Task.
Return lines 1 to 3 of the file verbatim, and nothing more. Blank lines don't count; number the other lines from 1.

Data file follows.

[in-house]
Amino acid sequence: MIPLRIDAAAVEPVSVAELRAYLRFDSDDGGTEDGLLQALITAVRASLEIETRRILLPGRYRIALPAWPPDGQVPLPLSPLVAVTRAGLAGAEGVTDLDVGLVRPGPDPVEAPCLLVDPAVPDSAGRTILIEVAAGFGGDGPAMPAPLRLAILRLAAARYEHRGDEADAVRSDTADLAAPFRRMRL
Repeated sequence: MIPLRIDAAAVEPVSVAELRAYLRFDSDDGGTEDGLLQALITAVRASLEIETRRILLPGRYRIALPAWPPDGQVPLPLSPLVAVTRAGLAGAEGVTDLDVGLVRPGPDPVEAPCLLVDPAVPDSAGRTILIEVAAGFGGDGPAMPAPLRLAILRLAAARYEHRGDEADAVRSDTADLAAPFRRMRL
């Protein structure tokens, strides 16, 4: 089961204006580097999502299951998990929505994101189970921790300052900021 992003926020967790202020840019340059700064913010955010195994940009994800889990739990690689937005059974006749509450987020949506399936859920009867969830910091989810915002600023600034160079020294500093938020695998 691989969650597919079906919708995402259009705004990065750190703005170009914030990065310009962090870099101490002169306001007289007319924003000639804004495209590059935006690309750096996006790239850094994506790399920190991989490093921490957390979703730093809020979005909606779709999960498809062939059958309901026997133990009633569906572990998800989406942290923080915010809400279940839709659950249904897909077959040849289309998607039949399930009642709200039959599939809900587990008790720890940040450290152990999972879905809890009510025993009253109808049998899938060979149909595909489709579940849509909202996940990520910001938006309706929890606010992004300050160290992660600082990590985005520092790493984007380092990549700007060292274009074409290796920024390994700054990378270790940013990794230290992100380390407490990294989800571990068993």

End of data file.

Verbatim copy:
[in-house]
Amino acid sequence: MIPLRIDAAAVEPVSVAELRAYLRFDSDDGGTEDGLLQALITAVRASLEIETRRILLPGRYRIALPAWPPDGQVPLPLSPLVAVTRAGLAGAEGVTDLDVGLVRPGPDPVEAPCLLVDPAVPDSAGRTILIEVAAGFGGDGPAMPAPLRLAILRLAAARYEHRGDEADAVRSDTADLAAPFRRMRL
Repeated sequence: MIPLRIDAAAVEPVSVAELRAYLRFDSDDGGTEDGLLQALITAVRASLEIETRRILLPGRYRIALPAWPPDGQVPLPLSPLVAVTRAGLAGAEGVTDLDVGLVRPGPDPVEAPCLLVDPAVPDSAGRTILIEVAAGFGGDGPAMPAPLRLAILRLAAARYEHRGDEADAVRSDTADLAAPFRRMRL